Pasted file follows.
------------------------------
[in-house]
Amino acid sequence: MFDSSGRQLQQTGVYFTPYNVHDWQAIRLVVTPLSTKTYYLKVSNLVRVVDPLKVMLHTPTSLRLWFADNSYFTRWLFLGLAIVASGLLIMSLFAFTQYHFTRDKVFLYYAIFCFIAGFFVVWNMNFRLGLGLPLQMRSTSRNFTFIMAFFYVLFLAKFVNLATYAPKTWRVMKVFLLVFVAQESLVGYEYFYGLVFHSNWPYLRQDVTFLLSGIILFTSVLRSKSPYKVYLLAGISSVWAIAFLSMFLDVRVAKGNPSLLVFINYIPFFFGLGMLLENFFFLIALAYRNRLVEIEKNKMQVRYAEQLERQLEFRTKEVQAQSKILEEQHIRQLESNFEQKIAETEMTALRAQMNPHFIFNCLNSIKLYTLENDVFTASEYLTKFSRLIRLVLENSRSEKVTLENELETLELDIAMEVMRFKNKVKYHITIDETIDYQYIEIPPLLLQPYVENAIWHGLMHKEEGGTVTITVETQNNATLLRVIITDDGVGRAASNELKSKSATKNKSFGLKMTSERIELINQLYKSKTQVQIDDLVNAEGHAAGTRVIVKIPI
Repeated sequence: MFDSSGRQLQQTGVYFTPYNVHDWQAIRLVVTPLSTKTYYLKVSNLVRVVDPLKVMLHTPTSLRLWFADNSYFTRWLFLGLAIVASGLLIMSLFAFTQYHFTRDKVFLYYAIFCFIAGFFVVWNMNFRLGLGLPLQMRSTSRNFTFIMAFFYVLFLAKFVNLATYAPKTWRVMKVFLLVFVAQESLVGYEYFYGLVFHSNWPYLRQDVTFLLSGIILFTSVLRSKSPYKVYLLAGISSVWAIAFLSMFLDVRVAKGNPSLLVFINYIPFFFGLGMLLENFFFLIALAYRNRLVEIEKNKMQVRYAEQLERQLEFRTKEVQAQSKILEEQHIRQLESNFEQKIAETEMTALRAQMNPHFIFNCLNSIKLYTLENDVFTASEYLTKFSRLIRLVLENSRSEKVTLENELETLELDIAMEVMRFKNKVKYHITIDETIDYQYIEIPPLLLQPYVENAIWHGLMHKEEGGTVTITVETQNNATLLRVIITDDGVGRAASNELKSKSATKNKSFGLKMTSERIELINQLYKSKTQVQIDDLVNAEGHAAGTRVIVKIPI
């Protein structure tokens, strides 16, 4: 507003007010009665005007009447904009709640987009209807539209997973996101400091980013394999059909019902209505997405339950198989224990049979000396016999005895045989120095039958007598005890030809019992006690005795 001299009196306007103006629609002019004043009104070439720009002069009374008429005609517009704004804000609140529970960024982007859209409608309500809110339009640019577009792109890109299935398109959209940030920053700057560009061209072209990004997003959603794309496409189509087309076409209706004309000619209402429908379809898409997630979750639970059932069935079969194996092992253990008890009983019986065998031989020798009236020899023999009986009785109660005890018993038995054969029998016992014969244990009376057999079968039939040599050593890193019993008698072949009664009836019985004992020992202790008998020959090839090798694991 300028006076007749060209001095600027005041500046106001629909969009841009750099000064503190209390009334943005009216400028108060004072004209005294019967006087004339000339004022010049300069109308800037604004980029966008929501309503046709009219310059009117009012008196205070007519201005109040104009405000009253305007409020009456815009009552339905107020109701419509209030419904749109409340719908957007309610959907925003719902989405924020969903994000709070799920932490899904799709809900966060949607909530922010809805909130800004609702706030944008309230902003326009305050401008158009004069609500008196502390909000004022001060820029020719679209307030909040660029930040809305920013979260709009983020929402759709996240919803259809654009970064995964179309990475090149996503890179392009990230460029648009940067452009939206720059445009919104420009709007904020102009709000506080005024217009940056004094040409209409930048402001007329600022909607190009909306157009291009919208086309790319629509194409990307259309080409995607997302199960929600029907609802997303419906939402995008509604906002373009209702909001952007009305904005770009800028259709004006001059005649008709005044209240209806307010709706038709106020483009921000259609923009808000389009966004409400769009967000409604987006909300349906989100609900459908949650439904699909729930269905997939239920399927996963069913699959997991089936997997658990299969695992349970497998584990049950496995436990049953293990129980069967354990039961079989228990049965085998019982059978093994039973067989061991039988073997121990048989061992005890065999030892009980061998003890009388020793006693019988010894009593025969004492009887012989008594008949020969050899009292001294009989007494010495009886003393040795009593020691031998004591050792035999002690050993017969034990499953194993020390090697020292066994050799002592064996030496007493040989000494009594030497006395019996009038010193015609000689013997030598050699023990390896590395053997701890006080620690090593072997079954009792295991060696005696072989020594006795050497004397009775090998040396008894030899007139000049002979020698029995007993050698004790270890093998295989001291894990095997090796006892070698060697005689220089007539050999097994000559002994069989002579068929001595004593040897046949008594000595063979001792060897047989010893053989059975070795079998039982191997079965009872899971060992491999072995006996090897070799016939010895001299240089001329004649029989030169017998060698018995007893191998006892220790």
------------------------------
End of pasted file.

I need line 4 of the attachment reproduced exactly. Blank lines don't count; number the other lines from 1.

């Protein structure tokens, strides 16, 4: 507003007010009665005007009447904009709640987009209807539209997973996101400091980013394999059909019902209505997405339950198989224990049979000396016999005895045989120095039958007598005890030809019992006690005795 001299009196306007103006629609002019004043009104070439720009002069009374008429005609517009704004804000609140529970960024982007859209409608309500809110339009640019577009792109890109299935398109959209940030920053700057560009061209072209990004997003959603794309496409189509087309076409209706004309000619209402429908379809898409997630979750639970059932069935079969194996092992253990008890009983019986065998031989020798009236020899023999009986009785109660005890018993038995054969029998016992014969244990009376057999079968039939040599050593890193019993008698072949009664009836019985004992020992202790008998020959090839090798694991 300028006076007749060209001095600027005041500046106001629909969009841009750099000064503190209390009334943005009216400028108060004072004209005294019967006087004339000339004022010049300069109308800037604004980029966008929501309503046709009219310059009117009012008196205070007519201005109040104009405000009253305007409020009456815009009552339905107020109701419509209030419904749109409340719908957007309610959907925003719902989405924020969903994000709070799920932490899904799709809900966060949607909530922010809805909130800004609702706030944008309230902003326009305050401008158009004069609500008196502390909000004022001060820029020719679209307030909040660029930040809305920013979260709009983020929402759709996240919803259809654009970064995964179309990475090149996503890179392009990230460029648009940067452009939206720059445009919104420009709007904020102009709000506080005024217009940056004094040409209409930048402001007329600022909607190009909306157009291009919208086309790319629509194409990307259309080409995607997302199960929600029907609802997303419906939402995008509604906002373009209702909001952007009305904005770009800028259709004006001059005649008709005044209240209806307010709706038709106020483009921000259609923009808000389009966004409400769009967000409604987006909300349906989100609900459908949650439904699909729930269905997939239920399927996963069913699959997991089936997997658990299969695992349970497998584990049950496995436990049953293990129980069967354990039961079989228990049965085998019982059978093994039973067989061991039988073997121990048989061992005890065999030892009980061998003890009388020793006693019988010894009593025969004492009887012989008594008949020969050899009292001294009989007494010495009886003393040795009593020691031998004591050792035999002690050993017969034990499953194993020390090697020292066994050799002592064996030496007493040989000494009594030497006395019996009038010193015609000689013997030598050699023990390896590395053997701890006080620690090593072997079954009792295991060696005696072989020594006795050497004397009775090998040396008894030899007139000049002979020698029995007993050698004790270890093998295989001291894990095997090796006892070698060697005689220089007539050999097994000559002994069989002579068929001595004593040897046949008594000595063979001792060897047989010893053989059975070795079998039982191997079965009872899971060992491999072995006996090897070799016939010895001299240089001329004649029989030169017998060698018995007893191998006892220790």